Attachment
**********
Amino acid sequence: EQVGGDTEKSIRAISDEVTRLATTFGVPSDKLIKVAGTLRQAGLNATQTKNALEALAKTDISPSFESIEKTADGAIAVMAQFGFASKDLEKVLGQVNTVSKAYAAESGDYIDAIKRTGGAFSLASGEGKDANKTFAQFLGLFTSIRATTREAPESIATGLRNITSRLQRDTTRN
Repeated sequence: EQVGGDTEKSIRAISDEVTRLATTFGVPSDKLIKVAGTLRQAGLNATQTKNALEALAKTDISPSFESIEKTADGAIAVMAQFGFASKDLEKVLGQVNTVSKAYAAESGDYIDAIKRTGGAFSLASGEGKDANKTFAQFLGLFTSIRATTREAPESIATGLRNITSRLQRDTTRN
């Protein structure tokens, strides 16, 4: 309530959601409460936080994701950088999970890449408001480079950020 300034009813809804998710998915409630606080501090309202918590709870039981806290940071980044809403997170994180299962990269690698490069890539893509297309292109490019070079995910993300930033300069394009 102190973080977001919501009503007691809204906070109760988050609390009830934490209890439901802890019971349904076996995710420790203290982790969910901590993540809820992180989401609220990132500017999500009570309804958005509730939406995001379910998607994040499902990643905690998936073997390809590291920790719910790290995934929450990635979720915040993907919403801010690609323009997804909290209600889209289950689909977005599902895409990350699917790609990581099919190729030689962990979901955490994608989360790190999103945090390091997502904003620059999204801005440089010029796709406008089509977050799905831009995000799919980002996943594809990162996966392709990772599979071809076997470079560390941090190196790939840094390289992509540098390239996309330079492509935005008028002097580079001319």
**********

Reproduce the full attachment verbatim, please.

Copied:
Amino acid sequence: EQVGGDTEKSIRAISDEVTRLATTFGVPSDKLIKVAGTLRQAGLNATQTKNALEALAKTDISPSFESIEKTADGAIAVMAQFGFASKDLEKVLGQVNTVSKAYAAESGDYIDAIKRTGGAFSLASGEGKDANKTFAQFLGLFTSIRATTREAPESIATGLRNITSRLQRDTTRN
Repeated sequence: EQVGGDTEKSIRAISDEVTRLATTFGVPSDKLIKVAGTLRQAGLNATQTKNALEALAKTDISPSFESIEKTADGAIAVMAQFGFASKDLEKVLGQVNTVSKAYAAESGDYIDAIKRTGGAFSLASGEGKDANKTFAQFLGLFTSIRATTREAPESIATGLRNITSRLQRDTTRN
């Protein structure tokens, strides 16, 4: 309530959601409460936080994701950088999970890449408001480079950020 300034009813809804998710998915409630606080501090309202918590709870039981806290940071980044809403997170994180299962990269690698490069890539893509297309292109490019070079995910993300930033300069394009 102190973080977001919501009503007691809204906070109760988050609390009830934490209890439901802890019971349904076996995710420790203290982790969910901590993540809820992180989401609220990132500017999500009570309804958005509730939406995001379910998607994040499902990643905690998936073997390809590291920790719910790290995934929450990635979720915040993907919403801010690609323009997804909290209600889209289950689909977005599902895409990350699917790609990581099919190729030689962990979901955490994608989360790190999103945090390091997502904003620059999204801005440089010029796709406008089509977050799905831009995000799919980002996943594809990162996966392709990772599979071809076997470079560390941090190196790939840094390289992509540098390239996309330079492509935005008028002097580079001319």